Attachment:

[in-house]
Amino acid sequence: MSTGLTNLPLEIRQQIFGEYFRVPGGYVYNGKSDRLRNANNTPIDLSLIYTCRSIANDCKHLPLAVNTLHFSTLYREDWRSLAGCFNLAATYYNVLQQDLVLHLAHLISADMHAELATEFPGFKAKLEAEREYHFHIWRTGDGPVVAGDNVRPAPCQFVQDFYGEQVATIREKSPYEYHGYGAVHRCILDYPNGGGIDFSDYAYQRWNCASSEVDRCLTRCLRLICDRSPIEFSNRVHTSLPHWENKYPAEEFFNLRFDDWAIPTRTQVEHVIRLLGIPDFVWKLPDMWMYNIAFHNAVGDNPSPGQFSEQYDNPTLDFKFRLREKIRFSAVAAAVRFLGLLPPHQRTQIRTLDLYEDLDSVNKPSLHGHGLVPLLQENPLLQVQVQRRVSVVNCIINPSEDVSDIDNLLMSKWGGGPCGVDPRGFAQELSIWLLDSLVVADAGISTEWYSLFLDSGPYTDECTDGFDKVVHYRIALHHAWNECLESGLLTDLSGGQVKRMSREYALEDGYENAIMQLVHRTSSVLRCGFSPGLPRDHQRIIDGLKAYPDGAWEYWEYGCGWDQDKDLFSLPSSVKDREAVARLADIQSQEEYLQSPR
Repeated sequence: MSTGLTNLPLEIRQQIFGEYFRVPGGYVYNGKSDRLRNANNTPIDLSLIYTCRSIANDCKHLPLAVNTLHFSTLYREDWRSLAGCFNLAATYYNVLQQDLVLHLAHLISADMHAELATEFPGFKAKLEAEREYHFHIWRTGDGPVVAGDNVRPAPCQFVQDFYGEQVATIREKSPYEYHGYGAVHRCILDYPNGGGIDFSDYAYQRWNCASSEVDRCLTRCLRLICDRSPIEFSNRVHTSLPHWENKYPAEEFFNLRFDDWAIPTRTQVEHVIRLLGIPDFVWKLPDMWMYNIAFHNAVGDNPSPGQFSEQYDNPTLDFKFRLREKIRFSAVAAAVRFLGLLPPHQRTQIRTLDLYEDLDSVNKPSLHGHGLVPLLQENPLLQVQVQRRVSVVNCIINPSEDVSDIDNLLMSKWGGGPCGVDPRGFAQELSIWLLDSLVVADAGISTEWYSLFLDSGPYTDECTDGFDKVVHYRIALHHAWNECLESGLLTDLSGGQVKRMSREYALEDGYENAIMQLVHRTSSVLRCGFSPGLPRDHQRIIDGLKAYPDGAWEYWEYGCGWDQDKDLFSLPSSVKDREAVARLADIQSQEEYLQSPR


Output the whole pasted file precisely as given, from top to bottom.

[in-house]
Amino acid sequence: MSTGLTNLPLEIRQQIFGEYFRVPGGYVYNGKSDRLRNANNTPIDLSLIYTCRSIANDCKHLPLAVNTLHFSTLYREDWRSLAGCFNLAATYYNVLQQDLVLHLAHLISADMHAELATEFPGFKAKLEAEREYHFHIWRTGDGPVVAGDNVRPAPCQFVQDFYGEQVATIREKSPYEYHGYGAVHRCILDYPNGGGIDFSDYAYQRWNCASSEVDRCLTRCLRLICDRSPIEFSNRVHTSLPHWENKYPAEEFFNLRFDDWAIPTRTQVEHVIRLLGIPDFVWKLPDMWMYNIAFHNAVGDNPSPGQFSEQYDNPTLDFKFRLREKIRFSAVAAAVRFLGLLPPHQRTQIRTLDLYEDLDSVNKPSLHGHGLVPLLQENPLLQVQVQRRVSVVNCIINPSEDVSDIDNLLMSKWGGGPCGVDPRGFAQELSIWLLDSLVVADAGISTEWYSLFLDSGPYTDECTDGFDKVVHYRIALHHAWNECLESGLLTDLSGGQVKRMSREYALEDGYENAIMQLVHRTSSVLRCGFSPGLPRDHQRIIDGLKAYPDGAWEYWEYGCGWDQDKDLFSLPSSVKDREAVARLADIQSQEEYLQSPR
Repeated sequence: MSTGLTNLPLEIRQQIFGEYFRVPGGYVYNGKSDRLRNANNTPIDLSLIYTCRSIANDCKHLPLAVNTLHFSTLYREDWRSLAGCFNLAATYYNVLQQDLVLHLAHLISADMHAELATEFPGFKAKLEAEREYHFHIWRTGDGPVVAGDNVRPAPCQFVQDFYGEQVATIREKSPYEYHGYGAVHRCILDYPNGGGIDFSDYAYQRWNCASSEVDRCLTRCLRLICDRSPIEFSNRVHTSLPHWENKYPAEEFFNLRFDDWAIPTRTQVEHVIRLLGIPDFVWKLPDMWMYNIAFHNAVGDNPSPGQFSEQYDNPTLDFKFRLREKIRFSAVAAAVRFLGLLPPHQRTQIRTLDLYEDLDSVNKPSLHGHGLVPLLQENPLLQVQVQRRVSVVNCIINPSEDVSDIDNLLMSKWGGGPCGVDPRGFAQELSIWLLDSLVVADAGISTEWYSLFLDSGPYTDECTDGFDKVVHYRIALHHAWNECLESGLLTDLSGGQVKRMSREYALEDGYENAIMQLVHRTSSVLRCGFSPGLPRDHQRIIDGLKAYPDGAWEYWEYGCGWDQDKDLFSLPSSVKDREAVARLADIQSQEEYLQSPR